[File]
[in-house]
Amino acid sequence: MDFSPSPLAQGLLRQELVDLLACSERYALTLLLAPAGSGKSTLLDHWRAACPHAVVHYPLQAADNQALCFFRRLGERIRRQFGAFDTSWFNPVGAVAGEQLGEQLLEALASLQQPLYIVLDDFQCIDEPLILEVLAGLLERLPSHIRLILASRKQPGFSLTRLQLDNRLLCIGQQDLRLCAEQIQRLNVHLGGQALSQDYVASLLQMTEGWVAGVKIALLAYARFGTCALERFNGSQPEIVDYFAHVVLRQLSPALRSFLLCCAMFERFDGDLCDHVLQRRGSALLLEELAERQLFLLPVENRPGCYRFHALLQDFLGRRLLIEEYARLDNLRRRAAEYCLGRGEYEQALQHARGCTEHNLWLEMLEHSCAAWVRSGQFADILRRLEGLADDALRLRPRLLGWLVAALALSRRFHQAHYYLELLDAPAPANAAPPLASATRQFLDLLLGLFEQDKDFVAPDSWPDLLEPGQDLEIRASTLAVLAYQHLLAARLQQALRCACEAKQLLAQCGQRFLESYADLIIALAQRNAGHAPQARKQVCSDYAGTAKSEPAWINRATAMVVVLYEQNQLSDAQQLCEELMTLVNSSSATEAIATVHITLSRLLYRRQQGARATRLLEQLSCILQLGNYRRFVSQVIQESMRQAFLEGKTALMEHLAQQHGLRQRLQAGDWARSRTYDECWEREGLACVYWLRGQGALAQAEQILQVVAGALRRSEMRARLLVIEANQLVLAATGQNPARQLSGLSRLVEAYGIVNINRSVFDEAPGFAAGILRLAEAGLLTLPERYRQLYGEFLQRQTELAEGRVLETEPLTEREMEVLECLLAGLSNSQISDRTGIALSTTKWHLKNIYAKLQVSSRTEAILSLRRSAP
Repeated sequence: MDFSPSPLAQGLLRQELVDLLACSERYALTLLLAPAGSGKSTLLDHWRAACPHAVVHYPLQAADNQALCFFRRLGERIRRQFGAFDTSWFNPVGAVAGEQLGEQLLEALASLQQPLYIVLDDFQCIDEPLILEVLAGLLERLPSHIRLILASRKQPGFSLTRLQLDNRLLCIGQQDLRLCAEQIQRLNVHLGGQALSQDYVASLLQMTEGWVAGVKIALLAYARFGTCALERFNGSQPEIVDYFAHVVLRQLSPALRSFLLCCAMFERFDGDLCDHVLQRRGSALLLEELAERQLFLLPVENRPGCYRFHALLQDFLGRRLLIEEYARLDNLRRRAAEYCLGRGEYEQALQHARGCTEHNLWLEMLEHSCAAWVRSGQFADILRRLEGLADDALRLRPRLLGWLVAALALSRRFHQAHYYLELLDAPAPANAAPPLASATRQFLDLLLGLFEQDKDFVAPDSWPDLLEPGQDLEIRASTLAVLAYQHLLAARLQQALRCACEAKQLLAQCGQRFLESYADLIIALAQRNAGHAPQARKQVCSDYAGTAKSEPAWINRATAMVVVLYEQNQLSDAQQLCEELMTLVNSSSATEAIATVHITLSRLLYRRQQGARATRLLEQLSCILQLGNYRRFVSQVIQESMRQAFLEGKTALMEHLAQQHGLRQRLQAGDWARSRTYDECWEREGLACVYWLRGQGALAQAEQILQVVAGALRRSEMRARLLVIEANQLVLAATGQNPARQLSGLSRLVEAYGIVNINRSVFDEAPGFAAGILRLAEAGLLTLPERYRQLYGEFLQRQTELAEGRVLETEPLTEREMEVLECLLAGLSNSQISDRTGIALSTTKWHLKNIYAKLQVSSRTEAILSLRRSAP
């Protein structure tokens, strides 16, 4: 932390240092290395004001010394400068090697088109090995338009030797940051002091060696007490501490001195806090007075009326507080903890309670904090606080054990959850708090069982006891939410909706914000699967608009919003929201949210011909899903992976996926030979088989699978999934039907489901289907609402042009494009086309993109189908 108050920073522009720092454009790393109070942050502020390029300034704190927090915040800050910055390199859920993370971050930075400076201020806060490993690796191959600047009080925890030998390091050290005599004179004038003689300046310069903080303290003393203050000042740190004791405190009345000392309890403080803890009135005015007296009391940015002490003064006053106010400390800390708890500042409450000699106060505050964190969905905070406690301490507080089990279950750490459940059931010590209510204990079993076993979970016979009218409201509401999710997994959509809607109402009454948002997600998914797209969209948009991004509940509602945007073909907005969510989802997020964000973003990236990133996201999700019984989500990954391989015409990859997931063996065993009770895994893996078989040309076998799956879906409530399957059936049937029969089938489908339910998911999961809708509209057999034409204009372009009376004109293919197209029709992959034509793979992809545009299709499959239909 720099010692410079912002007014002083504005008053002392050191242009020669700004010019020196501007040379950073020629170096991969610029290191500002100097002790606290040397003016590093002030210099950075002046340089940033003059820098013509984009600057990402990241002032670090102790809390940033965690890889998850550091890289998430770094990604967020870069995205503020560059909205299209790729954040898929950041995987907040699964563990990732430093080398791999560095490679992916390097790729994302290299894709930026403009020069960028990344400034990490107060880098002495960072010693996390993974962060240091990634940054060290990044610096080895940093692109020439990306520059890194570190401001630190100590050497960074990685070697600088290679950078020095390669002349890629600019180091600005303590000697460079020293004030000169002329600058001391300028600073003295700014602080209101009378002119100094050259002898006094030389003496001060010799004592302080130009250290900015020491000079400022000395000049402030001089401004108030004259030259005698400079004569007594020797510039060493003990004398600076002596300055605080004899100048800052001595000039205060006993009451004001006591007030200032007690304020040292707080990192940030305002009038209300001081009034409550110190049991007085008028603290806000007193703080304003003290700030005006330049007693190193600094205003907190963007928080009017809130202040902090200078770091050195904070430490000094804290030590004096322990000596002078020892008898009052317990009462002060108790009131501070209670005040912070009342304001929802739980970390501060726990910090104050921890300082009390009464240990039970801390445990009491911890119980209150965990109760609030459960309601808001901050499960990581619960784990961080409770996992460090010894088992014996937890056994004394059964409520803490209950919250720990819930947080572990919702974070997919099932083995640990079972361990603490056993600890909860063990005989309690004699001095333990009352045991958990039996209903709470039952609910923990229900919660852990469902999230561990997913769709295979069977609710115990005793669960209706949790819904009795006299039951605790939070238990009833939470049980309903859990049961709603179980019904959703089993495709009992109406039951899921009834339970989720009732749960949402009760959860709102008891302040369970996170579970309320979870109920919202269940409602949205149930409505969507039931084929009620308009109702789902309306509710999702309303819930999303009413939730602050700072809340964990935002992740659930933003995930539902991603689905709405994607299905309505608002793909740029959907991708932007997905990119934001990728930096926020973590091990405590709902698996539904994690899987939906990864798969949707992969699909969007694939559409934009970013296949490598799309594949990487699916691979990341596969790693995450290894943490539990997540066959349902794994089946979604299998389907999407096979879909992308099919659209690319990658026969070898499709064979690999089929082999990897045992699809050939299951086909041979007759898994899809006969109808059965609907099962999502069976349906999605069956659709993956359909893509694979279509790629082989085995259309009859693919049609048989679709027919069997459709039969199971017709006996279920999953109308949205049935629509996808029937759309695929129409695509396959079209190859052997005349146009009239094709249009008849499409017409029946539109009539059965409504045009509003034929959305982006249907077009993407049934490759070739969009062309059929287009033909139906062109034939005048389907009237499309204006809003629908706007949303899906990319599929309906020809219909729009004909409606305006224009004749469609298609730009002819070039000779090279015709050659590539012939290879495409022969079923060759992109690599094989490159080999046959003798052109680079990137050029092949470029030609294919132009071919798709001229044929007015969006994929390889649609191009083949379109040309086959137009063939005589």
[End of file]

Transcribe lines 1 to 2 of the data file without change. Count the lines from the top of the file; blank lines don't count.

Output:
[in-house]
Amino acid sequence: MDFSPSPLAQGLLRQELVDLLACSERYALTLLLAPAGSGKSTLLDHWRAACPHAVVHYPLQAADNQALCFFRRLGERIRRQFGAFDTSWFNPVGAVAGEQLGEQLLEALASLQQPLYIVLDDFQCIDEPLILEVLAGLLERLPSHIRLILASRKQPGFSLTRLQLDNRLLCIGQQDLRLCAEQIQRLNVHLGGQALSQDYVASLLQMTEGWVAGVKIALLAYARFGTCALERFNGSQPEIVDYFAHVVLRQLSPALRSFLLCCAMFERFDGDLCDHVLQRRGSALLLEELAERQLFLLPVENRPGCYRFHALLQDFLGRRLLIEEYARLDNLRRRAAEYCLGRGEYEQALQHARGCTEHNLWLEMLEHSCAAWVRSGQFADILRRLEGLADDALRLRPRLLGWLVAALALSRRFHQAHYYLELLDAPAPANAAPPLASATRQFLDLLLGLFEQDKDFVAPDSWPDLLEPGQDLEIRASTLAVLAYQHLLAARLQQALRCACEAKQLLAQCGQRFLESYADLIIALAQRNAGHAPQARKQVCSDYAGTAKSEPAWINRATAMVVVLYEQNQLSDAQQLCEELMTLVNSSSATEAIATVHITLSRLLYRRQQGARATRLLEQLSCILQLGNYRRFVSQVIQESMRQAFLEGKTALMEHLAQQHGLRQRLQAGDWARSRTYDECWEREGLACVYWLRGQGALAQAEQILQVVAGALRRSEMRARLLVIEANQLVLAATGQNPARQLSGLSRLVEAYGIVNINRSVFDEAPGFAAGILRLAEAGLLTLPERYRQLYGEFLQRQTELAEGRVLETEPLTEREMEVLECLLAGLSNSQISDRTGIALSTTKWHLKNIYAKLQVSSRTEAILSLRRSAP